Although she finds it upsetting when she thinks of what her mum went through without her children and being stuck in Hull whilst it was being bombed.
I recently did a school history thingy and it was fascinating to read and hear the (few remaining) stories of those school children who were evacuated from London. Some of them were evacuated twice during the course of the 2nd WW. it seems many stayed though.
My mum grew up in Devon and still remembers hiding under the kitchen table and hearing bombs landing and going off in the distance.
There's a BBC programme on about this Christmas, Michael Aspel is hosting (only know becuase DH's Aunt was hs (girl?) friend then LOL, they're making the programme where they all still live)
You might find it interesting
Thanks Peachy - I will look out for it. My nan had a few flings with GIs which upset my mum she she worshipped her dad. But my mum had a romance when she was 13 with a black yank. Can't imagine what that was like in those days! My brother and I have found a load of letters and his dog tags which I can't wait to read, but we are going to look at them together. Think some of these experiences gave my mum a difficult attitude to men - maybe the long separation from her dad (5 years with a few visits on leave). And my nan was a bit of a goer, as they say, so a bit unsettling seeing your mum get up to all that. Mum was very attractive but was needy for male attention - set huge store by blokes fancying her so never really had any male friends who weren't gay.
MrsGuyof G - one of my grandad's jobs in the army was digging bodies out of rubble in Portsmouth after heavy bombing. I'm glad your Dad wasn't there.
I know what it was like n those days- we're pretty sure my FIL's Dad was a black GI: FIL was abandoned as a small toddler because, as far as we can work out, of the stigma.
I mean, if you dont want the baby you give it up at birth right, not 18 months - 2 years down the line?
must have been hellish.
Sadly FIL finally tracked his birth Mum down but missed her death by a few months; her family refuse to communicate with him.
(oh and we have other similarities- my Grandad's job was rescuing the bodies of airmen from crashes)
My dad was evacuated from Portsmouth several times during the war. He was 6 when it started and 12 when it ended. One time he was sent with the school (the whole school from what I can gather) and I think this was towards the end of the war. Earlier he went with his mother and sister to the IoW to stay with his mum's relatives. Apparently they didn't stay too long because gran found it "boring" !
It didn't seem to have affected him in any way (apart from endless tales about walking 5 miles to school in a Pythonesque manner )
Tallulah, my Dad was evacuated to Portsmouth and then to Weymouth! I am sure the person organising it must have made an error!
My mother wasn't born yet; my father was too young, but his three elder brothers were evacuated (from Birmingham). One of his brothers was placed with a childless couple who were apparently desperate to adopt him when the war finished, but his parents (understandably enough) wanted him back!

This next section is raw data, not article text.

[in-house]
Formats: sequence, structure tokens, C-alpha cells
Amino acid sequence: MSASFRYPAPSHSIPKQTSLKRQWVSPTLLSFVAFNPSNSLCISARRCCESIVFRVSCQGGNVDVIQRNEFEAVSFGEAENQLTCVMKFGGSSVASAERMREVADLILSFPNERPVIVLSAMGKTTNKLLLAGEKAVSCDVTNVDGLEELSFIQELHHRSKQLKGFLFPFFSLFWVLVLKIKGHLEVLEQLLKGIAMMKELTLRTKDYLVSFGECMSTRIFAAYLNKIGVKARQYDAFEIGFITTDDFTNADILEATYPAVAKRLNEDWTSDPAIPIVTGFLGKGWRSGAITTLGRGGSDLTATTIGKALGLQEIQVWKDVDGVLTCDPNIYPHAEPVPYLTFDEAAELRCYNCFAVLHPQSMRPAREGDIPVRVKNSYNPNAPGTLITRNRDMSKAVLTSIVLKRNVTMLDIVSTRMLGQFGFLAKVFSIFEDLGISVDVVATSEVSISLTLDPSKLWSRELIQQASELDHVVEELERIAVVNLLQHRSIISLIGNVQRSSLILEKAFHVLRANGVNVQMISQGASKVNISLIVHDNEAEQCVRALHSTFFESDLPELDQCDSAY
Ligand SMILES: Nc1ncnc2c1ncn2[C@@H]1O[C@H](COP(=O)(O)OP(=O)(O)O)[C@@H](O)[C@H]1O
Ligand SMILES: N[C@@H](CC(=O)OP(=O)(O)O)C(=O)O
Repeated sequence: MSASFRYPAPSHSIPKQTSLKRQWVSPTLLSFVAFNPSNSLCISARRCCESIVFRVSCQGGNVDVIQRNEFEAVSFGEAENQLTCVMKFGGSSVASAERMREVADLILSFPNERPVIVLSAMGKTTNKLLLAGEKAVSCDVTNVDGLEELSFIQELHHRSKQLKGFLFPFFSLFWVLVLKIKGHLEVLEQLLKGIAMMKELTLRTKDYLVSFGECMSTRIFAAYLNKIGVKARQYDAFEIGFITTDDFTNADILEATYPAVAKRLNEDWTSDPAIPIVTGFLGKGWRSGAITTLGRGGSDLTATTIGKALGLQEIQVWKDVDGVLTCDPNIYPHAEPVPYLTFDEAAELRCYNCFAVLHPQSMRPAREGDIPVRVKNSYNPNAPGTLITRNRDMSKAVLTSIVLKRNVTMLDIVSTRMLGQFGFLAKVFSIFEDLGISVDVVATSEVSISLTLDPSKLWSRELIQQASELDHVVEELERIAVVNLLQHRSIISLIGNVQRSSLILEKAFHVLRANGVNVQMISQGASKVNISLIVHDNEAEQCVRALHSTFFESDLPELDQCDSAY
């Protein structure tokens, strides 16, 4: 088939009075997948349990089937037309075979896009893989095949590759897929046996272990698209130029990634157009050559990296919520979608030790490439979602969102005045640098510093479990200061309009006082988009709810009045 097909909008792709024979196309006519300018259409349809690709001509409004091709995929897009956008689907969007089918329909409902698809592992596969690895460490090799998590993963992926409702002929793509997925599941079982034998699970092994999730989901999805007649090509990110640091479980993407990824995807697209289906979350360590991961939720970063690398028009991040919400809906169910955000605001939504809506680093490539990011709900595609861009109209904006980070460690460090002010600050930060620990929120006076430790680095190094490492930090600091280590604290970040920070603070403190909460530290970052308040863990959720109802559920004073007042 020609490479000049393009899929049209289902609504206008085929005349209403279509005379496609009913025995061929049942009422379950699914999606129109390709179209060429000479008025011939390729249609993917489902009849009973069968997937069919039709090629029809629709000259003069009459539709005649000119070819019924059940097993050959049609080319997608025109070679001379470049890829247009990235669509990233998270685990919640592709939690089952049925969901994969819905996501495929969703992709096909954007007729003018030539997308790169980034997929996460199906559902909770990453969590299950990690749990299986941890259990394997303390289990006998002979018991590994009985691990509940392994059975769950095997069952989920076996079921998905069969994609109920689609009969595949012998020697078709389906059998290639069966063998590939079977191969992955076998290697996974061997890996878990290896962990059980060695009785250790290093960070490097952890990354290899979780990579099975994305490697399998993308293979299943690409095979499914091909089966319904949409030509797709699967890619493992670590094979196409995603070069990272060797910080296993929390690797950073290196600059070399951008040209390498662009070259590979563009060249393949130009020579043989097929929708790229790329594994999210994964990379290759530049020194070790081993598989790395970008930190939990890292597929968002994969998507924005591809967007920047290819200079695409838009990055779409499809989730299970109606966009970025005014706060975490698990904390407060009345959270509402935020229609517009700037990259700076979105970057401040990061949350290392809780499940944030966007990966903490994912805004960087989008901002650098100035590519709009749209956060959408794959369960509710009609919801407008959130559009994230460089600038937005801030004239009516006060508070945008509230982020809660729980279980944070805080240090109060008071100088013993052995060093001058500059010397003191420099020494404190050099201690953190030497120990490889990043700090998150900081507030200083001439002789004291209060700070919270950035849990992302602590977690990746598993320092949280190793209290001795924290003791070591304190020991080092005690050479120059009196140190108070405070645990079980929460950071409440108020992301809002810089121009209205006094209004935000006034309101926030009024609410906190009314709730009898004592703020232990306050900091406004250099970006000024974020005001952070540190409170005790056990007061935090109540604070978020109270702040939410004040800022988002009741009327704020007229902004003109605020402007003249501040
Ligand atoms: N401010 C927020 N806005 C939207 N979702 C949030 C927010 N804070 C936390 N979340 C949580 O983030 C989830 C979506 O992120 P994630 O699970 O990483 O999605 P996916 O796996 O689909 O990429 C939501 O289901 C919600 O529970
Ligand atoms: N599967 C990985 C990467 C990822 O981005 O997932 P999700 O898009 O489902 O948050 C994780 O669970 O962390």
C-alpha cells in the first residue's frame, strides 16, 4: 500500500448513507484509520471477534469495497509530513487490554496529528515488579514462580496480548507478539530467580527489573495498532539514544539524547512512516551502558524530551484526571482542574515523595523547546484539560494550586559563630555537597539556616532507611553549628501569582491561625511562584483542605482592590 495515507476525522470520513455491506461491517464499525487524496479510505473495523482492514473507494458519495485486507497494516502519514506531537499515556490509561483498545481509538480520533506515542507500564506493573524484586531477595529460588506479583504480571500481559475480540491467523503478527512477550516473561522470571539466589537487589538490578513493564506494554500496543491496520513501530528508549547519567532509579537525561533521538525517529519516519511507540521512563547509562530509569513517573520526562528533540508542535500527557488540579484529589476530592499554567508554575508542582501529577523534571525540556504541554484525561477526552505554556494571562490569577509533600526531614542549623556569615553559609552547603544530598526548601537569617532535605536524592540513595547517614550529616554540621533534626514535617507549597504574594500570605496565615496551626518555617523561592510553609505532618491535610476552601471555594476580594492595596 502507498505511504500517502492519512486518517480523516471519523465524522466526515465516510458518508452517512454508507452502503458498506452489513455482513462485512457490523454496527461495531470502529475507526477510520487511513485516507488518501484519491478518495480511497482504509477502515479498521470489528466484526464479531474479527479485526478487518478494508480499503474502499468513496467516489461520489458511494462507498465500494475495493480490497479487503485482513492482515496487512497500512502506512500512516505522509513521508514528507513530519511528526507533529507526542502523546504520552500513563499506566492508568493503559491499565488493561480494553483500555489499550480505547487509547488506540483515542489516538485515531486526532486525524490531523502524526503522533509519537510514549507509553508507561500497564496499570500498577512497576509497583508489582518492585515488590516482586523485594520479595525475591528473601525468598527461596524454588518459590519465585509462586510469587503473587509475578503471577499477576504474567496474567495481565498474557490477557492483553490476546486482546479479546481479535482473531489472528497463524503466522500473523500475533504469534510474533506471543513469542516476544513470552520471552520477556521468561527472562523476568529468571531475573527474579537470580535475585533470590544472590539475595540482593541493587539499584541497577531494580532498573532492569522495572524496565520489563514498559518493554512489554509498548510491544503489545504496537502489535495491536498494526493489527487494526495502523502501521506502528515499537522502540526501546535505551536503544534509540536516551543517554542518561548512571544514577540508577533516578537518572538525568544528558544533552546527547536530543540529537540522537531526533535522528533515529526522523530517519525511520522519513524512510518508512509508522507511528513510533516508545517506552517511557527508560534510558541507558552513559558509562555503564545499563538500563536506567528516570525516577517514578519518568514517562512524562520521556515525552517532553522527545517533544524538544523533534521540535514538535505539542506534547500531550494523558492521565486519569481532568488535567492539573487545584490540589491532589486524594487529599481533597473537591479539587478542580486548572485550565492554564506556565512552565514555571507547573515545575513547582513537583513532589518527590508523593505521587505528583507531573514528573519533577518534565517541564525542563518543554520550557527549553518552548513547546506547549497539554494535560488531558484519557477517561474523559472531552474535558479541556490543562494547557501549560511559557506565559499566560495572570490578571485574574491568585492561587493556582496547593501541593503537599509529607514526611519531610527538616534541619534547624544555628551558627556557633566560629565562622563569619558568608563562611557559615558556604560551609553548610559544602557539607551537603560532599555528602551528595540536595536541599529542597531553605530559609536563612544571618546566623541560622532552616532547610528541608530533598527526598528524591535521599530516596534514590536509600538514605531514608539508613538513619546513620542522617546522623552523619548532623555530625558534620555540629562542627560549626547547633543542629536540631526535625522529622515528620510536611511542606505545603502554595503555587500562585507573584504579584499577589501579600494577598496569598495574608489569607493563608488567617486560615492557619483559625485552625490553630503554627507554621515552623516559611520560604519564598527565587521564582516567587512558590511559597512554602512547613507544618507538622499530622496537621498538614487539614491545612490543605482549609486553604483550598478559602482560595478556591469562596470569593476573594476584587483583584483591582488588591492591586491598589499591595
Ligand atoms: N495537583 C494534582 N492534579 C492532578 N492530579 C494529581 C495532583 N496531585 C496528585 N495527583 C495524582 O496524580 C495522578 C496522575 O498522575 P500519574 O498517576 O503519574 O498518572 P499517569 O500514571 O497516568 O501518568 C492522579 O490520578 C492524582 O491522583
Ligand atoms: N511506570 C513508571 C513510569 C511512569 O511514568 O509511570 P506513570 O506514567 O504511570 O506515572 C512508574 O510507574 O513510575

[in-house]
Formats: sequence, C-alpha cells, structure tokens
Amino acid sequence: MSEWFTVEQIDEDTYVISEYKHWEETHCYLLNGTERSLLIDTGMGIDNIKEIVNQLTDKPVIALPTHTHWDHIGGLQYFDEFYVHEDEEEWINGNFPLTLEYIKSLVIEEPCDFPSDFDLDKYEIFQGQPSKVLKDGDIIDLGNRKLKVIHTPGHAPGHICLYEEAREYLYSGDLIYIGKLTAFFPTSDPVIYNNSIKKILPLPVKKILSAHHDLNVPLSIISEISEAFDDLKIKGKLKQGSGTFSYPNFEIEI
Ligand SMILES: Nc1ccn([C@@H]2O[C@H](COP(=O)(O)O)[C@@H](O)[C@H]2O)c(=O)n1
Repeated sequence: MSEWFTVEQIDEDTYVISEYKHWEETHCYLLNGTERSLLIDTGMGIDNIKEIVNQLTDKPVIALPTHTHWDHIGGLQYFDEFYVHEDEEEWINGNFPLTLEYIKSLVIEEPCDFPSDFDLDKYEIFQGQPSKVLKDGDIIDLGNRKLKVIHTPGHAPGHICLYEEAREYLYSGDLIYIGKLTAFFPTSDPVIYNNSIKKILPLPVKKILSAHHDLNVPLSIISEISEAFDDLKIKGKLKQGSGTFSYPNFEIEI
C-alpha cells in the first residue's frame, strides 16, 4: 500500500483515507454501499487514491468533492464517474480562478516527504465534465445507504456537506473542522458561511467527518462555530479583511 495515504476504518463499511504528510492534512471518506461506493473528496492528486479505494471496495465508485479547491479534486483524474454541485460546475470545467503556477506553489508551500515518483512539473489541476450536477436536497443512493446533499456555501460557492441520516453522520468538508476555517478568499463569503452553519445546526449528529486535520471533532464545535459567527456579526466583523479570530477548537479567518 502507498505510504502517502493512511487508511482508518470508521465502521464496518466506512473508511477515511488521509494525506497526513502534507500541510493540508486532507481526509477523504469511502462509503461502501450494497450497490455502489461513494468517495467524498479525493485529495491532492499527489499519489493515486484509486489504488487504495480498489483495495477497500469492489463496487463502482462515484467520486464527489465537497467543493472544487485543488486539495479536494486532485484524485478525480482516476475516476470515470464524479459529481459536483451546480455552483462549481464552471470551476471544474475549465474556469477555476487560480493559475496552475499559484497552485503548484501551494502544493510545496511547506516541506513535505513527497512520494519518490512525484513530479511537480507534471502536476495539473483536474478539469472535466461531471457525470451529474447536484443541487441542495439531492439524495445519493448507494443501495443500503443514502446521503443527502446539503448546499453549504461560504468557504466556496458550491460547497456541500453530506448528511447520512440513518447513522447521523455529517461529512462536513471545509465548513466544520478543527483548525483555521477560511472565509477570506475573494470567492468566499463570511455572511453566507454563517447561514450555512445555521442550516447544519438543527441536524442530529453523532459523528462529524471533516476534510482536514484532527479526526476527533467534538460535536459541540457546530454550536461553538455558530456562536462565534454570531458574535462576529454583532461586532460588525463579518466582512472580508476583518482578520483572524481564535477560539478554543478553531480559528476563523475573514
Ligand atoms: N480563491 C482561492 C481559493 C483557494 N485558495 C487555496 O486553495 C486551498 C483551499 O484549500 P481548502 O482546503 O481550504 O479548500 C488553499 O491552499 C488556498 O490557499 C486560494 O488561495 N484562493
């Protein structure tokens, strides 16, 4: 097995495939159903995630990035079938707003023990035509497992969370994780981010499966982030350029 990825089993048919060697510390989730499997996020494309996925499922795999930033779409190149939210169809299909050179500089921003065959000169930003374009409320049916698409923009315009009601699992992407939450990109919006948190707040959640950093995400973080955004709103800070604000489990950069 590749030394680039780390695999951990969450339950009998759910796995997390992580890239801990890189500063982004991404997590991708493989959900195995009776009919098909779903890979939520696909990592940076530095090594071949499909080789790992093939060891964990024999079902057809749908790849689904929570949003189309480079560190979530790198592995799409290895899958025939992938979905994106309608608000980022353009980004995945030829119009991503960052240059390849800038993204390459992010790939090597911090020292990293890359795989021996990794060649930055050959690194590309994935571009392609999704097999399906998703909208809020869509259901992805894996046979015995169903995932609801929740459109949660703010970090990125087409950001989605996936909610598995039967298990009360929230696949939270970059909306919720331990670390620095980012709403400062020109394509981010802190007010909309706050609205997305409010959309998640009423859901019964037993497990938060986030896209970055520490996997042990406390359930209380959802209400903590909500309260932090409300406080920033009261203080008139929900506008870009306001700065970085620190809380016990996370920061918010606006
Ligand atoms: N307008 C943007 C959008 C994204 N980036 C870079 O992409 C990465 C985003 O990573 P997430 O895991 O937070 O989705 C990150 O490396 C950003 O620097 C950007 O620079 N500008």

My mother was evacuated from the Norfolk coast (site of 1st doodlebug bomb) with her older brother and mother to the countryside. My grandfather was in the navy.
They came back after a few months as my grandfather broke his ankle on the docks & couldn't sail with his ship. His ship was later torpedoed with huge loss of life. He became a warden instead.
Whilst walking along the front, my grandfather and my mum had to dive into a gully when a plane machine-gunned the road.
My Nan was pregnant with my aunt so she and Dad got evacuated from the Isle of Dogs to SLOUGH - a place people get evacuated from these days! My Grandad stayed behind. My Nan was like Gran from the Giles Cartoons. When I got married, my aunt gave me a love letter that Grandad had written to her. They wrote to each other every day. The letter is breathtaking. You would never believe the woman he was talking about was my Nan. I think it was easier for Dad as he had Nan with him. I am not sure how long they were away. Dad is in the process of writing down all this kind of stuff on the computer. My bro and I are itching to get our hands on it.
Both my mum and dad were evacuated from Liverpool. My dad went at first to a large house in Hoylake (the Wirral), where only the chauffeur and housekeeper were in residence as the family who lived there had gone to Canada. He and his brother were chauffeur driven to school every day and were really enjoying themselves until my grandmother turned up 3wks later saying the war was over and she was taking them home! Needless to say they ended up being evacuated again, this time to North Wales. During his time there he was taught to sing All Through the Night in welsh which he can still sing but has no idea what it means.
My mother and her twin brother were only 3, so were evacutated with their mother and 5 brothers and sisters to Bets-y-coed and Tall-y-bont (apologies for spellings here!). Year's later we all visited the house in Bets-y-Coed and Tall-y-Bont, and the same family still lived in both houses. We ended up staying for tea!